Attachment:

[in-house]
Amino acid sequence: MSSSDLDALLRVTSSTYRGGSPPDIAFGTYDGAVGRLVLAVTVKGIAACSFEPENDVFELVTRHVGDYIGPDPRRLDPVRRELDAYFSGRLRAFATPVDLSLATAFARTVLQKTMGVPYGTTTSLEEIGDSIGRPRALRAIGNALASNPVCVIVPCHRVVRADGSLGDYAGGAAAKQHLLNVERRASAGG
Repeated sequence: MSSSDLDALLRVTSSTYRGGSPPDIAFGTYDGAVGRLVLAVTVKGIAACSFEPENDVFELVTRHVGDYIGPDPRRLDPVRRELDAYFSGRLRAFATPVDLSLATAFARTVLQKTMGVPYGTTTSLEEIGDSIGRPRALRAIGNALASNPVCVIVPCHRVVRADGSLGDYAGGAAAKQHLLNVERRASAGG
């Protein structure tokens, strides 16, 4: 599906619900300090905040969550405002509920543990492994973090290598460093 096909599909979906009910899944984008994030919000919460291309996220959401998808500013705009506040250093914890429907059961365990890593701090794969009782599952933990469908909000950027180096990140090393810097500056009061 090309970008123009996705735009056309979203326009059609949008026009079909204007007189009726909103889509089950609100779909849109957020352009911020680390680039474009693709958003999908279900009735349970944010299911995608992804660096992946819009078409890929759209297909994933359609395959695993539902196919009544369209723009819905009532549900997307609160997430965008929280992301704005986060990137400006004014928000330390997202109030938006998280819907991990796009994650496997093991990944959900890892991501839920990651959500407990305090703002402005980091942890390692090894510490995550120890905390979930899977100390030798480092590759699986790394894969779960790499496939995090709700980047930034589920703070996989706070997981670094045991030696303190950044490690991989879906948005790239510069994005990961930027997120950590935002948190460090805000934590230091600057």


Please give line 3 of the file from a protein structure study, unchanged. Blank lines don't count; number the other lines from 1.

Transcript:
Repeated sequence: MSSSDLDALLRVTSSTYRGGSPPDIAFGTYDGAVGRLVLAVTVKGIAACSFEPENDVFELVTRHVGDYIGPDPRRLDPVRRELDAYFSGRLRAFATPVDLSLATAFARTVLQKTMGVPYGTTTSLEEIGDSIGRPRALRAIGNALASNPVCVIVPCHRVVRADGSLGDYAGGAAAKQHLLNVERRASAGG